With growth ramping up in the greenhouse with the more intense sun and longer days, the bugs that feed on the plants are multiplying fast too! Working with the Koppert Company branch out of Michigan that specializes in beneficial insect control of pests in the greenhouse, our pesticide use this year will be cut by at least one half. This year we decided to attack thrip and the European two-spotted spider mite that can wreak havoc on plants in the greenhouse. (Click on video by Koppert here)

Still in our employ are nematodes that attack the nasty thrip but the predatory mites are just another line of defense. Any pesticide we do use is directed more toward whiteflies and aphids that if unchecked will get out of control. Of course we never use any class of neonicotinoid insecticides because of recent evidence that they are a problem for pollinators such as the native bumble bee species and the non-native yet important honeybees. Our ultimate goal is to use no chemicals to control ever present pests in order to eliminate the exposure of chemicals to greenhouse workers and our customers.

Then too, the biological controls fit with our program of water collection and recycling and the production of solar power for use in our operations. This holistic approach is in place so that we may produce and sell products that will please our customers and beautify the environment without harming the environment due to the sometimes unfriendly processes used to produce plants.


As we approach Earth Day on April 22nd and Arbor Day on April 27th here is the speech by Theodore Roosevelt reprinted as he addressed the school children of the United States on Arbor Day:

Theodore Roosevelt
The White House
April 15, 1907

To the School Children of the United States:
Arbor Day (which means simply “Tree Day”) is now observed in every State in our Union — and mainly in the schools. At various times from January to December, but chiefly in this month of April, you give a day or part of a day to special exercises and perhaps to actual tree planting, in recognition of the importance of trees to us as a Nation, and of what they yield in adornment, comfort, and useful products to the communities in which you live.

It is well that you should celebrate your Arbor Day thoughtfully, for within your lifetime the Nation’s need of trees will become serious. We of an elder generation can get along with what we have, though with growing hardship; but in your full manhood and womanhood you will want what nature once so bountifully supplied and man so thoughtlessly destroyed; and because of that want you will reproach us, not for what we have used, but for what we have wasted.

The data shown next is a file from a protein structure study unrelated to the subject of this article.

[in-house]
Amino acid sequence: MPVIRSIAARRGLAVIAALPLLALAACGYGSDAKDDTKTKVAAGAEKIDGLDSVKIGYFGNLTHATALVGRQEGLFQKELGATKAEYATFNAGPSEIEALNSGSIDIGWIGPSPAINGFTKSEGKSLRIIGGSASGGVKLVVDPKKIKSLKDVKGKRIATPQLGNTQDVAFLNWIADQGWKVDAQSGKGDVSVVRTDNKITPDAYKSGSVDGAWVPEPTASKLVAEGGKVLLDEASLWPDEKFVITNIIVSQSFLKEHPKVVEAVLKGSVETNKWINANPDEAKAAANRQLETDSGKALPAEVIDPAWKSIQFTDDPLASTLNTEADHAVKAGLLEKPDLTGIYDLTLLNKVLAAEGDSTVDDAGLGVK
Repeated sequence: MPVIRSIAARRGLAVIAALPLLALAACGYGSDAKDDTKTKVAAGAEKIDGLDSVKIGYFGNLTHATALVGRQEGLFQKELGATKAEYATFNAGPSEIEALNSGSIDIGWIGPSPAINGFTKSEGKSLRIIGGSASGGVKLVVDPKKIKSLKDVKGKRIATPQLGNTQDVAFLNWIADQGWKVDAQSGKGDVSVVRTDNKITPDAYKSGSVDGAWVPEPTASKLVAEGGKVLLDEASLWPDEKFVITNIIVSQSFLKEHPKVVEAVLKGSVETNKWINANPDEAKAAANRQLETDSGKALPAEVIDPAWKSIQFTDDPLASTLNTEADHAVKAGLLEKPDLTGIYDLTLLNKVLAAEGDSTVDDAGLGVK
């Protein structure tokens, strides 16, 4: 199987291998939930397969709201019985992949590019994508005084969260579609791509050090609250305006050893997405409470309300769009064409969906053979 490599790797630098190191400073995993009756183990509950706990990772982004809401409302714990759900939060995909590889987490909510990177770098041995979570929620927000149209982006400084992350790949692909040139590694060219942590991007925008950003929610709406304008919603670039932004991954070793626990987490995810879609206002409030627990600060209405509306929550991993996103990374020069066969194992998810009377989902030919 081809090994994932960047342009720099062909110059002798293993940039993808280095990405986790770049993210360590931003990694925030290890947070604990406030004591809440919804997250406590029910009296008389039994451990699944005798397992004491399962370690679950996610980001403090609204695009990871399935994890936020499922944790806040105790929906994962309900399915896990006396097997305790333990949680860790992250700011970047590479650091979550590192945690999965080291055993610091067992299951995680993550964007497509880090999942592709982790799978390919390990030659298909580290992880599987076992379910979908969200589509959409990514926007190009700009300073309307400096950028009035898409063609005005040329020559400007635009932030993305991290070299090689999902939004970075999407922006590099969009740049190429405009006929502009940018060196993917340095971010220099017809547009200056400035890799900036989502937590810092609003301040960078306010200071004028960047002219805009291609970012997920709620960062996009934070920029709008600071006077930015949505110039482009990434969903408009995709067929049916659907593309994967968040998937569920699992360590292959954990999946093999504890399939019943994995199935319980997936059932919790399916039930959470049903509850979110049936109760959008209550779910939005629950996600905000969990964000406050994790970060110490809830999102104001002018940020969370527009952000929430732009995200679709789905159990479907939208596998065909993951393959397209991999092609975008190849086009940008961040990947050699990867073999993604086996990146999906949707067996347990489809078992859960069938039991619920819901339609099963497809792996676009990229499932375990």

For the Nation as for the man or woman and the boy or girl, the road to success is the right use of what we have and the improvement of present opportunity. If you neglect to prepare yourselves now for the duties and responsibilities which will fall upon you later, if you do not learn the things which you will need to know when your school days are over, you will suffer the consequences. So any nation which in its youth lives only for the day, reaps without sowing, and consumes without husbanding, must expect the penalty of the prodigal, whose labor could with difficulty find him the bare means of life.

A people without children would face a hopeless future; a country without trees is almost as hopeless; forests which are so used that they cannot renew themselves will soon vanish, and with them all their benefits. A true forest is not merely a storehouse full of wood, but, as it were, a factory of wood, and at the same time a reservoir of water.

When you help to preserve our forests or to plant new ones you are acting the part of good citizens. The value of forestry deserves, therefore, to be taught in the schools, which aim to make good citizens of you. If your Arbor Day exercises help you to realize what benefits each one of you receives from the forests, and how by your assistance these benefits may continue, they will serve a good end.